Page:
Jigsaw review

Jigsaw

By Dave Hastings

It’s been a while since we’ve been dealt a cruel game under the guise of twisted salvation dictated to us, the audience and the characters within the SAW franchise, by everyone’s pig-masked psycho, and therein lies the strength and yet weakness of the latest chapter in the original modern torture porn series, now resurrected under the title JIGSAW.

Plot wise, it has been a few years since Tobin Bell’s Jigsaw killer saw off (see what I did there, huh), his last victim in an ever twisting narrative that span across the previous 7 instalments, so when more bodies start appearing, and DNA blood samples from the scenes are found to come from the much believed deceased John Kramer, the Police are completely baffled, and always seem one step behind as a new game begins, with a new set of victims. 
Jigsaw feels like a soft reboot (akin to the much more superior Curse of Chucky), but still uses all the elements that proved popular beforehand with fans to bring about the new twists and turns to these proceedings.

 The traps are there (although increased CGI seems to have trickled into a few scenes and become more notable), while Billy the Puppet returns and Tobin Bell reigns over proceedings in a somewhat spiritual sense like in previous films, providing fleeting but memorable appearances.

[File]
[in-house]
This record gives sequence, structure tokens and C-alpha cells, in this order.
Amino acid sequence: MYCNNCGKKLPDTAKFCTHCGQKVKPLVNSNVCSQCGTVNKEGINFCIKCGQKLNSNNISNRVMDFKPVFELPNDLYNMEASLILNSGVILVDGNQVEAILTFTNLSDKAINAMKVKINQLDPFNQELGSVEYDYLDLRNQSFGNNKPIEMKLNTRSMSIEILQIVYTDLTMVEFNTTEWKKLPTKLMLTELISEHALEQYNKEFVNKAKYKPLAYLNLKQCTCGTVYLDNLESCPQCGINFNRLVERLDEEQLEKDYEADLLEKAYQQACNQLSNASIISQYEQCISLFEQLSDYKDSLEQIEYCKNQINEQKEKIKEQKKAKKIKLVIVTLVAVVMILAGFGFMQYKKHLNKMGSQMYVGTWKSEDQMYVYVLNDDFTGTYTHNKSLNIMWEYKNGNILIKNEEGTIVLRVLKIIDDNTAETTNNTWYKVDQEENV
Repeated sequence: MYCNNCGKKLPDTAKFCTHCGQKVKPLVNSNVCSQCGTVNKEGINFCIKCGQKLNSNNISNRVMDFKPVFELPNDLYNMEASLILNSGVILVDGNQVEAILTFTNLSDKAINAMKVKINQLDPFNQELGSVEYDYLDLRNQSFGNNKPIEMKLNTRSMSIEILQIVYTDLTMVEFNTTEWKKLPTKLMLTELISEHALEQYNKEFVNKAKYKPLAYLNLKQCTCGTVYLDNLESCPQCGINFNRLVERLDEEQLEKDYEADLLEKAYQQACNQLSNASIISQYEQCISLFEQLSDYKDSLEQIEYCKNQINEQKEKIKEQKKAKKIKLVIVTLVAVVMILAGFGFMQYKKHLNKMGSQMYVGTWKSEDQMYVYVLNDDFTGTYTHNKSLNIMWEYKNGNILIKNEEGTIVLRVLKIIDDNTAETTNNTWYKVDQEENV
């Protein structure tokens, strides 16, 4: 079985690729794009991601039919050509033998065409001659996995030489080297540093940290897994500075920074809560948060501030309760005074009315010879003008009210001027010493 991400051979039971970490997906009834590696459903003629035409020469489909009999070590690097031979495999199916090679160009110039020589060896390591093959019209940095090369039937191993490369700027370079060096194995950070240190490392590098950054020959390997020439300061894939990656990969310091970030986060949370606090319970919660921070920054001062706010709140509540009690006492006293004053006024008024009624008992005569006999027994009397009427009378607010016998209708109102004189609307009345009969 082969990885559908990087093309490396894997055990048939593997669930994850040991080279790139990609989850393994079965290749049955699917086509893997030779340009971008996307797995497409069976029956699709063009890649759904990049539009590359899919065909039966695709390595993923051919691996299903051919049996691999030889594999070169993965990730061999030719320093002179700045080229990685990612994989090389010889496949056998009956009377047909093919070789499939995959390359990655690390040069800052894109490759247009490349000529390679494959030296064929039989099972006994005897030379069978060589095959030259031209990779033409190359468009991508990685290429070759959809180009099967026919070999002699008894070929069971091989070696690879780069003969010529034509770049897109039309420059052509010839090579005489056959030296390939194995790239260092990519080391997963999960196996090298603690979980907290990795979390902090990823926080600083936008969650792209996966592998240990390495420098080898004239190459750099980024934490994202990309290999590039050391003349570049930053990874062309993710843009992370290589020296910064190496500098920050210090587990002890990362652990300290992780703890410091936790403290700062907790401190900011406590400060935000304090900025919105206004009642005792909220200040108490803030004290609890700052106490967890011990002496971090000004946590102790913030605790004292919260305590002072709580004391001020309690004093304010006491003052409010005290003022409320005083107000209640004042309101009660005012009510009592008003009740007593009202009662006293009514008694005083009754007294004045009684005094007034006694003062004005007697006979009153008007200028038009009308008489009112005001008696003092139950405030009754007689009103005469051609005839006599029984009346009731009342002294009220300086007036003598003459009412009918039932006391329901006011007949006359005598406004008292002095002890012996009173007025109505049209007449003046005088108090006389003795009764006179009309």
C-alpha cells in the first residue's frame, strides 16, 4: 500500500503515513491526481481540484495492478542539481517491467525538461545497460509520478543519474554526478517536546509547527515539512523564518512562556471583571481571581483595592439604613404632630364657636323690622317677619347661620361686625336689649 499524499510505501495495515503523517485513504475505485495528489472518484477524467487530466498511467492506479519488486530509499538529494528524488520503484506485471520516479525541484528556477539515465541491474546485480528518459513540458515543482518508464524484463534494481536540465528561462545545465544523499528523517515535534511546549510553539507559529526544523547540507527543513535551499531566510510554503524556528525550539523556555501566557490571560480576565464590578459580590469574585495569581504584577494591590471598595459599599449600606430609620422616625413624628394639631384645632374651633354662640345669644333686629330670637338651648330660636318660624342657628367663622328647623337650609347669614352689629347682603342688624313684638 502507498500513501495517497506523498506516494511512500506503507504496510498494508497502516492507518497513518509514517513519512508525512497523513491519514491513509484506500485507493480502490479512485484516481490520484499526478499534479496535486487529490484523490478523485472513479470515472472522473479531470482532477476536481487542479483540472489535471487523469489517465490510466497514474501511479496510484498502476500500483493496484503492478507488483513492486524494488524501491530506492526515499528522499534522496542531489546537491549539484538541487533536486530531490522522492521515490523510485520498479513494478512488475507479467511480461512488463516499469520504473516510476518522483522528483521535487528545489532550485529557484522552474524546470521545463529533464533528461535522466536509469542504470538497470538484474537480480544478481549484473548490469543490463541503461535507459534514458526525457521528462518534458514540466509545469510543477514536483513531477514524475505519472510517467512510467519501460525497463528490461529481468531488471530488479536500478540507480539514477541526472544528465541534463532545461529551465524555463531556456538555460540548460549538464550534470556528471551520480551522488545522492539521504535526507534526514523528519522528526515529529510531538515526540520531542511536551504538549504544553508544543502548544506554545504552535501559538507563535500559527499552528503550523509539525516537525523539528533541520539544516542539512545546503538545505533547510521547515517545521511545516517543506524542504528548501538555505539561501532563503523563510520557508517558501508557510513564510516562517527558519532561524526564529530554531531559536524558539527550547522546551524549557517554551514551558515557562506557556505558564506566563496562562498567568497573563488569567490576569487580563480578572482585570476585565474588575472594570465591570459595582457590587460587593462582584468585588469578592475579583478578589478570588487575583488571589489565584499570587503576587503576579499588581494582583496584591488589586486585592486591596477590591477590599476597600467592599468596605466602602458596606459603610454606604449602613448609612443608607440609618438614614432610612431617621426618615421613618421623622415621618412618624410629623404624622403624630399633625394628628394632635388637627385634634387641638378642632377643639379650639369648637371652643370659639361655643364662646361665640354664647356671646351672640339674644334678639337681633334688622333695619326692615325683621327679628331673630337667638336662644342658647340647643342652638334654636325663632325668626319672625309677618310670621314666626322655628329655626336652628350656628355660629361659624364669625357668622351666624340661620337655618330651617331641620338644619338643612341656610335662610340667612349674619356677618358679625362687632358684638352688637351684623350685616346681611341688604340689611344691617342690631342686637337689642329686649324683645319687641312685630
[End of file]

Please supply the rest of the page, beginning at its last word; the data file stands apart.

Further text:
The problem is, while the passage of time has clearly benefited the film in some respects (absence makes the heart grow fonder…and bloodier!), the makers have also relied on this too much in some regards, to try and be seemingly clever still, imagining we’ve all forgotten the tricks they’ve played on us before.

One scene in particular, which is meant to be the first big reveal during the final act was played out in a wonderful way and directed with good energy, but immediately I clicked what was going on as I immediately recalled the events of one of the later sequels (I’m not going to mention which one, so don’t worry), and this renders the later reveals void as a sense of familairity echoes all through each then, which douses the ending’s power. 

However, performance wise, things are solid here, with each cast member enjoying the usual who-dunnit opportunities they’ve been given to toy with, while cinematography mixes the usual grime look synonymous with the franchise mis-en-scene accompanied by those usual fast flashy edits/cuts needed when plot points unfold in spectacular fashion.

JIGSAW is back, JIGSAW is fun, and while he hasn’t claimed back October completely unlike previous years, the game is far from over it seems. 

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